Lewis Hamilton stands on the verge of history this week as he needs to out-score Sebastian Vettel by eight points at the United States Grand Prix to become only the third five-time Formula One world champion.
If he does, the 33-year-old Briton will join Juan Manuel Fangio, champion in 1951, 1954, 1955, 1956 and 1957 and Michael Schumacher, the title-winner in 1994 and 1995 who delivered five more for Ferrari from 2000 to 2004, in an exclusive hall of sporting fame.
Having won five of the previous six American races held at Austin's Circuit of the Americas, in Texas, Hamilton is a hot favourite to win again and wrap up the title fight, but he is distancing himself from that narrative.
Instead, despite luxuriating in a 67-point lead after a streak of six wins in seven outings, including the last four in succession, the Mercedes racer has done his utmost to warn against any sign of complacency.
"That part is easy for me because I'm very, very strict on not being complacent with our position and still there are 100 points available," he said.
"I know we still have to continue doing the job we're doing now right until the last flag. That's the goal - knowing from past experience that so much can happen.
"I'll focus on amendments I'd like them to focus on making for next year's car, but also how we can also continue to extract from this car because there's still areas we can improve."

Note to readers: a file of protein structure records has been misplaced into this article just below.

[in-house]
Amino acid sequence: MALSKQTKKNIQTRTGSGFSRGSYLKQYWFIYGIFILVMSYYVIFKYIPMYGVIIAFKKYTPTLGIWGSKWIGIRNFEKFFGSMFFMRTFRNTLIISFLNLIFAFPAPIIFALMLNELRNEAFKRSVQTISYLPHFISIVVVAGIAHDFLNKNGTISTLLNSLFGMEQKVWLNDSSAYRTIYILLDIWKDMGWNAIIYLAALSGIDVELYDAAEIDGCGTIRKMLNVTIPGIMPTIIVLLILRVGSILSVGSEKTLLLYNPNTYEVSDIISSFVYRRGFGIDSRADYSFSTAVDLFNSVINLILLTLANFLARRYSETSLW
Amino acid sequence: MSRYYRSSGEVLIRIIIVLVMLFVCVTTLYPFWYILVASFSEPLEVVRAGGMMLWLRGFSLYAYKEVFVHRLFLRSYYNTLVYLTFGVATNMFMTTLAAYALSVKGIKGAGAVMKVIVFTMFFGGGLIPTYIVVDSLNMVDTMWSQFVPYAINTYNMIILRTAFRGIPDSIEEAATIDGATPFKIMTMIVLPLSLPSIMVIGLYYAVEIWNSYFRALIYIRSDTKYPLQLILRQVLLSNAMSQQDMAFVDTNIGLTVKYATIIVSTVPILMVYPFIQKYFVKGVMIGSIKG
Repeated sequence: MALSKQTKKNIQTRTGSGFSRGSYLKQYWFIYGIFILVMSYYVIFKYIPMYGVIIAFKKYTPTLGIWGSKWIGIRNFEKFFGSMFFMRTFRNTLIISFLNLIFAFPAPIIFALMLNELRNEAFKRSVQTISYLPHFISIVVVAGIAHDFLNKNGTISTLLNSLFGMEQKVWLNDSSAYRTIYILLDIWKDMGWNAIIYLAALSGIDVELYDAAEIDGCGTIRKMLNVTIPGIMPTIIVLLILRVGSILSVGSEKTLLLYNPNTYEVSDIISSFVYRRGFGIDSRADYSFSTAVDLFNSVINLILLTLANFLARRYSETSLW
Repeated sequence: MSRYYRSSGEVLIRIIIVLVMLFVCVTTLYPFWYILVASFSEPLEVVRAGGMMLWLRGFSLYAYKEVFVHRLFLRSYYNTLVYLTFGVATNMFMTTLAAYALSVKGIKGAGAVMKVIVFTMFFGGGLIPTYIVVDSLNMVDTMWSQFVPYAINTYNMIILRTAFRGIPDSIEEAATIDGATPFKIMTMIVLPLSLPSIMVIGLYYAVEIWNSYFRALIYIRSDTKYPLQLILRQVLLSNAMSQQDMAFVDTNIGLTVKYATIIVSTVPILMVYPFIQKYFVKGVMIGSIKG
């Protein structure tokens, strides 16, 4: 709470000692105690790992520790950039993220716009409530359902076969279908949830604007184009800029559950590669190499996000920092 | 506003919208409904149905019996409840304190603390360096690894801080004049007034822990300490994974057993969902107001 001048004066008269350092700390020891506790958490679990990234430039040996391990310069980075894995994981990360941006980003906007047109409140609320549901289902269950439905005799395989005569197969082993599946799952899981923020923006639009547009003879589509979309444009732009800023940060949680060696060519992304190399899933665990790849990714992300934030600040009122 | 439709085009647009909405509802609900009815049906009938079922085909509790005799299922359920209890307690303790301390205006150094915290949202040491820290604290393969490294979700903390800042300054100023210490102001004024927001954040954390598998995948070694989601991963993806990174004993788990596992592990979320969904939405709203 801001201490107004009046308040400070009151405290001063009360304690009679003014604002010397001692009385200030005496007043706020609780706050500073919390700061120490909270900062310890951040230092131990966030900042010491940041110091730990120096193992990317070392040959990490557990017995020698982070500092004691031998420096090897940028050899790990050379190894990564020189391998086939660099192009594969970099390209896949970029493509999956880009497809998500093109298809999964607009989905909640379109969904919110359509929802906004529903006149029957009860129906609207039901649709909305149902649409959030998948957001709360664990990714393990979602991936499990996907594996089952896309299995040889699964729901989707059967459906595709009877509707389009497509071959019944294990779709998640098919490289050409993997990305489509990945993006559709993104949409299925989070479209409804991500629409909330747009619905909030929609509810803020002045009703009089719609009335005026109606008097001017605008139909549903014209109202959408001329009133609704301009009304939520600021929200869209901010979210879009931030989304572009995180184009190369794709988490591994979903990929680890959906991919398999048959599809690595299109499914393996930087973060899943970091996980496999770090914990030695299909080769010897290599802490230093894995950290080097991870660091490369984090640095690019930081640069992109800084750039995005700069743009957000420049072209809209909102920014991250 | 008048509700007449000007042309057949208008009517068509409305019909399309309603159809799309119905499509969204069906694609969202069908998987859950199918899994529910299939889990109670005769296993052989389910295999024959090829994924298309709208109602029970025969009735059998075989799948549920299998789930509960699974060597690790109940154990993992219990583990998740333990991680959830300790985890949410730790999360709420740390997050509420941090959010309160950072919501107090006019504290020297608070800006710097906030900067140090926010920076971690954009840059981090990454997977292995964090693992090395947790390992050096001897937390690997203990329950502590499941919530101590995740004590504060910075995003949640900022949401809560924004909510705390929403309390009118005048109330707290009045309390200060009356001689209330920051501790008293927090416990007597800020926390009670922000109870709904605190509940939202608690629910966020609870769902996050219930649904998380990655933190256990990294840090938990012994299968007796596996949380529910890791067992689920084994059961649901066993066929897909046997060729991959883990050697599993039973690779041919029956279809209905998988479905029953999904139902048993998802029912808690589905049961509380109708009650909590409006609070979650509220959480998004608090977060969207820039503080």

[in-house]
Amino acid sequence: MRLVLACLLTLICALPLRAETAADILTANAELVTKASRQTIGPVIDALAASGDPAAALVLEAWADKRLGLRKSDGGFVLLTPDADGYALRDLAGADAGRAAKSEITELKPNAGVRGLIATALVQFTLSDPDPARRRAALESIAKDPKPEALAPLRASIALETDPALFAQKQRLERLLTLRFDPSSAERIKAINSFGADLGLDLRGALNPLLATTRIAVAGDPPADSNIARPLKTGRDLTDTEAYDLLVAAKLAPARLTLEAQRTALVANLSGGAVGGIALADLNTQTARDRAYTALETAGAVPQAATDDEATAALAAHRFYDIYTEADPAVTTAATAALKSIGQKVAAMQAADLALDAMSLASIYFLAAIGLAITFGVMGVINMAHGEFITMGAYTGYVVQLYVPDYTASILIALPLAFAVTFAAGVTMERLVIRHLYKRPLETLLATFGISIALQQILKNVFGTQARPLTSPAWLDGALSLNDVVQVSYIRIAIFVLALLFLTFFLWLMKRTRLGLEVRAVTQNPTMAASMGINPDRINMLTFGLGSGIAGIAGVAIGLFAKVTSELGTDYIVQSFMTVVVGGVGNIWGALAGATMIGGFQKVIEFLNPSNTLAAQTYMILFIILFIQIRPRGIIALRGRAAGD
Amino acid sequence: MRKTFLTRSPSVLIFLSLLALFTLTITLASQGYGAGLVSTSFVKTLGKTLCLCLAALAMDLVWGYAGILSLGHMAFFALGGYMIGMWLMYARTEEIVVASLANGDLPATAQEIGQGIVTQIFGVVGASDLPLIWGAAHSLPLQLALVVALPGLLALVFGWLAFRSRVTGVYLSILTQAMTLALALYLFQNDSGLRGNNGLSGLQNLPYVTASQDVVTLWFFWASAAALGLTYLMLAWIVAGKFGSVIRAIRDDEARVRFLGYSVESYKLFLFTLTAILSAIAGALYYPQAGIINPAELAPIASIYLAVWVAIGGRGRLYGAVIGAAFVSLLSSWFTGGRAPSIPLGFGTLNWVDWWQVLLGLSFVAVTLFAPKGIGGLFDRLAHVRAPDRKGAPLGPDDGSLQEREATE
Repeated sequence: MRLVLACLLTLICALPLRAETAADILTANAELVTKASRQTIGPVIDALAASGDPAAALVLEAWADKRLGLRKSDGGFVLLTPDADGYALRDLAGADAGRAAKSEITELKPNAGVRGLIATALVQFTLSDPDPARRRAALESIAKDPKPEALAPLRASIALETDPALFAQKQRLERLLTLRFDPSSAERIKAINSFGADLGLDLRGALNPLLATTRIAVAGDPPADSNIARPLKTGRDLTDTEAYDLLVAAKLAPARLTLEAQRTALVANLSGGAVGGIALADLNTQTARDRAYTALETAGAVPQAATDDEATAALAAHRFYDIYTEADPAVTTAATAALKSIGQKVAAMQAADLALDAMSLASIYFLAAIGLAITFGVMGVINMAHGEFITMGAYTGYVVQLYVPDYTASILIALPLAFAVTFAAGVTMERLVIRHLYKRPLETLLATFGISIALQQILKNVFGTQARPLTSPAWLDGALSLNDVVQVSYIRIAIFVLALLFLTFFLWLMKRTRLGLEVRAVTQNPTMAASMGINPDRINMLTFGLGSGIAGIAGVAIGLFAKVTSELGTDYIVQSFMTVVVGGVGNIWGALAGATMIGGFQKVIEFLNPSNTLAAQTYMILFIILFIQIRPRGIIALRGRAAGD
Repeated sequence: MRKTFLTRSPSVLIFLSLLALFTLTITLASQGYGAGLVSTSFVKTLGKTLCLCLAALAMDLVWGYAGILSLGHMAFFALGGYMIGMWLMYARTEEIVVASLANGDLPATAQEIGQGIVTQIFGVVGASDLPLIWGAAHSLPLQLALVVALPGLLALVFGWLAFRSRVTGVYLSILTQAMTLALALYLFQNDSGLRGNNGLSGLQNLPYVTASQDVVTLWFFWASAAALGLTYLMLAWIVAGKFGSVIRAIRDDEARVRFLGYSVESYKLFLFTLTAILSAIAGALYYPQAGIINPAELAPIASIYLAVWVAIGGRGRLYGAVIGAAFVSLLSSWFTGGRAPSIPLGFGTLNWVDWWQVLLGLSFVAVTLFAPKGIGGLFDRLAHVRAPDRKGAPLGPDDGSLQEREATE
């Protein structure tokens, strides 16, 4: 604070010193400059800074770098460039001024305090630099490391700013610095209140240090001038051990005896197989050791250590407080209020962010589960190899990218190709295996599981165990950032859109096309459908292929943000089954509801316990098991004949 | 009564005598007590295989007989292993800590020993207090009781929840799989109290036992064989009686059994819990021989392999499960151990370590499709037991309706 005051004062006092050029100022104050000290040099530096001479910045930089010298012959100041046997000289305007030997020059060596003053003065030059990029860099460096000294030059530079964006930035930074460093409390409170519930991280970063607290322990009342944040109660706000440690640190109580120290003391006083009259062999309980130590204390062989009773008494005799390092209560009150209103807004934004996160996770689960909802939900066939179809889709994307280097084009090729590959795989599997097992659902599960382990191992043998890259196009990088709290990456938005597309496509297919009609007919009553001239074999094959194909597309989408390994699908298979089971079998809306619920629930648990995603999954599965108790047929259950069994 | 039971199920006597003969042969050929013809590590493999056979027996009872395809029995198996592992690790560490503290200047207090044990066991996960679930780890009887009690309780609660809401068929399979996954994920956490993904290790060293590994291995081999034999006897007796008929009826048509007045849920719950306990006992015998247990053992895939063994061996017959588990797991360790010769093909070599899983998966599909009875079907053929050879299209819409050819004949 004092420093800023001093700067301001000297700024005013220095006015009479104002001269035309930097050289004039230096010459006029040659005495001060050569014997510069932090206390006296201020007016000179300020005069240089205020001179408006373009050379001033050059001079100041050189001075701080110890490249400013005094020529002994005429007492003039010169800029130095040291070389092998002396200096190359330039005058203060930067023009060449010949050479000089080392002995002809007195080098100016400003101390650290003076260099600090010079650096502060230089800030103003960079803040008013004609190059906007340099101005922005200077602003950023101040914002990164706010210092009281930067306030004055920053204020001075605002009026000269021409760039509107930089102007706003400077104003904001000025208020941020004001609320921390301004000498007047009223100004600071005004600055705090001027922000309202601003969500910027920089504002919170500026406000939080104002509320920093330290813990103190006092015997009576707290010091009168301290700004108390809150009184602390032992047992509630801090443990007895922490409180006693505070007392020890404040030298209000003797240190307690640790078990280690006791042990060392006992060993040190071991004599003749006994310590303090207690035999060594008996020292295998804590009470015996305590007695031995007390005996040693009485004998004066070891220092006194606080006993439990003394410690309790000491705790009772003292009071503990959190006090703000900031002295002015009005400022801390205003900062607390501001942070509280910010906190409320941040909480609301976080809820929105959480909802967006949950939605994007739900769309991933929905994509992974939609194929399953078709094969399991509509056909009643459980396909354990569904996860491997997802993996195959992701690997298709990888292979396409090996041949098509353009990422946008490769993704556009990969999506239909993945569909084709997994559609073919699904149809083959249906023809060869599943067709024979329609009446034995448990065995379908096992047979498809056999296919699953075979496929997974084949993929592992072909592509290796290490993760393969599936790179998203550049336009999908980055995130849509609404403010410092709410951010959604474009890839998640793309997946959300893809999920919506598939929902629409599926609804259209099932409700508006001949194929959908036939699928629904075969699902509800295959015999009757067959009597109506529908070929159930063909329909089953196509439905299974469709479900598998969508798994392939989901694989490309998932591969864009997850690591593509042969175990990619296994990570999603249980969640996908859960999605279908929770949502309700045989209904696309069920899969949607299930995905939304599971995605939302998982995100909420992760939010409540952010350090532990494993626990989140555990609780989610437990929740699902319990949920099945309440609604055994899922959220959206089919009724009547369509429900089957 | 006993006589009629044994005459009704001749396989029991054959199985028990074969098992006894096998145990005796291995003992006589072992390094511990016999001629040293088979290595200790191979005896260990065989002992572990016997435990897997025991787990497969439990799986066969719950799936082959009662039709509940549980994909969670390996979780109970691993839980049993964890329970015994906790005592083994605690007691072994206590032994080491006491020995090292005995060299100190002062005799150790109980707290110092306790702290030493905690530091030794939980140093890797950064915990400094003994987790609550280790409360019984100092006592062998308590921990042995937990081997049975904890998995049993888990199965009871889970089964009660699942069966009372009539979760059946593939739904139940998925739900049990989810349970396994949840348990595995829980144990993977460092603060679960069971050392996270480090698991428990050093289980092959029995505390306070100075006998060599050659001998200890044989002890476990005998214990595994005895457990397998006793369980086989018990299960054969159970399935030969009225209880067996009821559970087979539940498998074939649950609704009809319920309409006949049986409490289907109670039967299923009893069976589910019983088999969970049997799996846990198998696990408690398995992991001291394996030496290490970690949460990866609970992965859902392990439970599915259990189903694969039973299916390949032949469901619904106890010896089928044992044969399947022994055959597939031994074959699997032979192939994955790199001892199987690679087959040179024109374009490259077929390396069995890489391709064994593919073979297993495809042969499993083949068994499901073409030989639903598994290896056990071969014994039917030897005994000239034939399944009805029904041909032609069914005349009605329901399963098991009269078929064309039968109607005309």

Having tasted title defeats in the past, notably in his maiden F1 season in 2007 and when former Mercedes team-mate Nico Rosberg beat him in 2016, Hamilton can draw on bitter experience to drive himself toward his objectives.
"It's one thing dreaming it and one thing executing it," he said. "We knew we would have a tough battle this year - you saw the ups and downs at the beginning of the season.
"It was such an unknown. I always do plan on coming back stronger in the second half of the season and the preparations I went through in my break were spot-on - and allowed me to perform better."
Hamilton can afford to be conservative in his racing and still take the title if Vettel and Ferrari are unable to beat him or win the race.
But if he wins, the German must finish second to keep his hopes alive, albeit only mathematically. Third behind a victorious Hamilton would not be enough.
Aware that it was Kimi Raikkonen, in a Ferrari, who took the 2007 title when Hamilton lost momentum in the final races, and that the only other winner in Austin has been Vettel, with Red Bull in 2013, Hamilton himself knows he cannot relax.
"There's still 100 points available and anything can happen," he said, ignoring the siren call of his easy enjoyment of America, where he feels so much at home as he showed while fulfilling media duties in New York.
That focus and tenacity are among the qualities that his Mercedes team chief Toto Wolff highlighted when he described him a "class act" and a driver who is "more complete than ever before".
Wolff also pointed out that Hamilton's level of performance was challenging the entire team to perform at higher levels.
He added that this title scrap is "far from over" and that past results in Austin will "have no impact" this weekend.
"Everyone knows that we cannot take anything for granted, so we will be as diligent as ever, keep our heads down and work hard to get a good result in Texas," said Wolff, adding that Ferrari will push until the final corner.